Cystovirus

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Cystovirus
Virus classification
Group: Group III (dsRNA)
Family: Cystoviridae
Genus: Cystovirus
Type Species
  • Pseudomonas phage phi6

Cystovirus is a genus of viruses, in the family Cystoviridae.[1] Pseudomonas syringae pathovar phaseolicola bacteria serve as natural hosts. There is currently only one species in this genus: the type species Pseudomonas phage phi6.[1][2][3]

Taxonomy[edit]

Group: dsRNA

[1]

Characteristics[edit]

Cystoviruses[1] are distinguished by their tripartite dsRNA genome, totaling ~14 kb in length and their protein and lipid outer layer. No other bacteriophage has any lipid in its outer coat, though the Tectiviridae and the Corticoviridae have lipids within their capsids.

Most identified cystoviruses infect Pseudomonas species, but this is likely biased due to the method of screening and enrichment.[4] The type species is Pseudomonas phage phi6, but there are many other proposed members of this family. Pseudomonas phage φ7, φ8, φ9, φ10, φ11, φ12, and φ13 have been identified and named,[5] but other cystovirus-like viruses have also been isolated.[4] These seven putative relatives are classified as either close (φ7, φ9, φ10, φ11) or distant (φ8, φ12, φ13) relatives to φ6,[5] with the distant relatives thought to infect via the LPS rather than the pili.[6]

Members of the Cystoviridae appear to be most closely related to the Reoviridae,[7] but also share homology with the Totiviridae. In particular, the structural genes of cystoviruses are highly-similar to those used by a number of dsRNA viruses that infect eukaryotes.[8]

Structure[edit]

Viruses included in the genus Cystovirus are enveloped, with icosahedral and Spherical geometries, and T=13, T=2 symmetry. The diameter is around 85 nm. Genomes are linear and segmented, and labeled as large (L) 6.4kb, Medium (M) 4 kb and Small (S) 2.9 kb in length. The genome codes for 12 proteins.[1][2]

Genus Structure Symmetry Capsid Genomic arrangement Genomic segmentation
Cystovirus Icosahedral T=13 laevo, T=2 Enveloped Linear Segmented

Life cycle[edit]

Viral replication is cytoplasmic. Replication follows the double-stranded RNA virus replication model. Double-stranded rna virus transcription is the method of transcription. Pseudomonas bacteria serve as the natural host.[1][2]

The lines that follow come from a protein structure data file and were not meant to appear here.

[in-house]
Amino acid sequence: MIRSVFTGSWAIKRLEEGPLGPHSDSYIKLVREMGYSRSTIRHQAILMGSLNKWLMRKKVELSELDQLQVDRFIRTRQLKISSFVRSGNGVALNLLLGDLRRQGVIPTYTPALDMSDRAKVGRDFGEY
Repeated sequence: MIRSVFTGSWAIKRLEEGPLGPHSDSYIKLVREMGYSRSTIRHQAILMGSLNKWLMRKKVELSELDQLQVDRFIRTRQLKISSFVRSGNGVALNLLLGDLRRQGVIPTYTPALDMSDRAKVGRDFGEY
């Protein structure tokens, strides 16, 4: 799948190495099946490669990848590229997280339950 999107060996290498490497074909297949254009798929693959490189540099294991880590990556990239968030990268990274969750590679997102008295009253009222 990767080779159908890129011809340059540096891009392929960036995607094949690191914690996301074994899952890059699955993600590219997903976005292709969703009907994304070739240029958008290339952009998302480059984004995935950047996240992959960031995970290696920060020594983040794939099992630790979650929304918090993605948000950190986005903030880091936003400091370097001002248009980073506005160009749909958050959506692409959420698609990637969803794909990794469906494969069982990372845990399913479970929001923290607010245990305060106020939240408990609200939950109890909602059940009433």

Genus Host details Tissue tropism Entry details Release details Replication site Assembly site Transmission
Cystovirus Bacteria: Pseudomonas None Pilus adsorption; membrane fusion Cell division; sporogenesis; cell fusion Cytoplasm Cytoplasm Unknown

Discovery[edit]

Pseudomonas phage phi6 was the first virus in this family to be discovered and was initially characterized in 1973 in James Van Etten's laboratory in the Department of Plant Pathology at the University of Nebraska. They found that when they cultured the bacterial strain Pseudomonas phaseolicola HB1OY with wild Pseudomonas phaseolicola from infected bean straw, there was cytopathic effect, implying that there was a lytic bacteriophage present in their wild Pseudomonas.[9]

In 1999, phi7-14 were identified by the laboratory of Leonard Mindich in the Department of Microbiology at the Public Health Research Institute associated with New York University. They did this by culturing various leaves in Lysogeny Broth and then plating the broth on lawns of Pseudomonas syringae pv phaseolicola. They were able to identify viral plaques from this and then subsequently sequence their genomes.[5]

References[edit]

  1. ^ a b c d e f "ICTV Report Cystoviridae". 
  2. ^ a b c "Viral Zone". ExPASy. Retrieved 15 June 2015. 
  3. ^ "NCBI Taxonomy Browser: Cystoviridae". NCBI. Retrieved 19 June 2016. 
  4. ^ a b Silander OK, Weinreich DM, Wright KM, et al. (December 2005). "Widespread genetic exchange among terrestrial bacteriophages". Proc. Natl. Acad. Sci. U.S.A. 102 (52): 19009–14. PMC 1323146Freely accessible. PMID 16365305. doi:10.1073/pnas.0503074102. 
  5. ^ a b c Mindich L, Qiao X, Qiao J, Onodera S, Romantschuk M, Hoogstraten D (August 1999). "Isolation of additional bacteriophages with genomes of segmented double-stranded RNA". J. Bacteriol. 181 (15): 4505–8. PMC 103579Freely accessible. PMID 10419946. 
  6. ^ Gottlieb P, Potgieter C, Wei H, and Toporovsky I (2002). "Characterization of φ12, a Bacteriophage Related to φ6: Nucleotide Sequence of the Large Double-Stranded RNA". Virology. 295 (2): 266–271. PMID 12033785. doi:10.1006/viro.2002.1436. 
  7. ^ Butcher SJ, Dokland T, Ojala PM, Bamford DH, Fuller SD (July 1997). "Intermediates in the assembly pathway of the double-stranded RNA virus phi6". EMBO J. 16 (14): 4477–87. PMC 1170074Freely accessible. PMID 9250692. doi:10.1093/emboj/16.14.4477. 
  8. ^ Koonin, Eugene V.; Dolja, Valerian V.; Krupovic, Mart (2015). "Origins and evolution of viruses of eukaryotes: The ultimate modularity". Virology. 479-480: 2–25. PMID 25771806. doi:10.1016/j.virol.2015.02.039. 
  9. ^ Vidaver AK, Koski RK, Van Etten JL (May 1973). "Bacteriophage Φ6 a Lipid-Containing Virus of Pseudomonas phaseolicola". Journal of Virology. 11 (15): 799–805. 

External links[edit]